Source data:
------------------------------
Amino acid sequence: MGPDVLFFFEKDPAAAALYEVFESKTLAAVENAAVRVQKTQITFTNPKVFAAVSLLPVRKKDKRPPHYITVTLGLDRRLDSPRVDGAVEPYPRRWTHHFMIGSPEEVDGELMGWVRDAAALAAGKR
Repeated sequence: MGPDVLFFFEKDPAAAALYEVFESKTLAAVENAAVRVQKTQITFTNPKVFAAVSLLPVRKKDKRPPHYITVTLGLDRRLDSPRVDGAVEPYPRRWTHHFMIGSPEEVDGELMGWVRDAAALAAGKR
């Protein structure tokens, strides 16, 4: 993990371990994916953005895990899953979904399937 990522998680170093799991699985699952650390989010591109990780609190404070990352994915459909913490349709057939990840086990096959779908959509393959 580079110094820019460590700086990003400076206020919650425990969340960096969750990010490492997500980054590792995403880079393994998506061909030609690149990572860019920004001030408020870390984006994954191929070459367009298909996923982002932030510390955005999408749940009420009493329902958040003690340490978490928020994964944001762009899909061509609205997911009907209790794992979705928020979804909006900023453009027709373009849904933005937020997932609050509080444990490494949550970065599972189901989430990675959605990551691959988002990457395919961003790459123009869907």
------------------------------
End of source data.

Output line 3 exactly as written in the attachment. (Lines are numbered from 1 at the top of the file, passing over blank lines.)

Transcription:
């Protein structure tokens, strides 16, 4: 993990371990994916953005895990899953979904399937 990522998680170093799991699985699952650390989010591109990780609190404070990352994915459909913490349709057939990840086990096959779908959509393959 580079110094820019460590700086990003400076206020919650425990969340960096969750990010490492997500980054590792995403880079393994998506061909030609690149990572860019920004001030408020870390984006994954191929070459367009298909996923982002932030510390955005999408749940009420009493329902958040003690340490978490928020994964944001762009899909061509609205997911009907209790794992979705928020979804909006900023453009027709373009849904933005937020997932609050509080444990490494949550970065599972189901989430990675959605990551691959988002990457395919961003790459123009869907």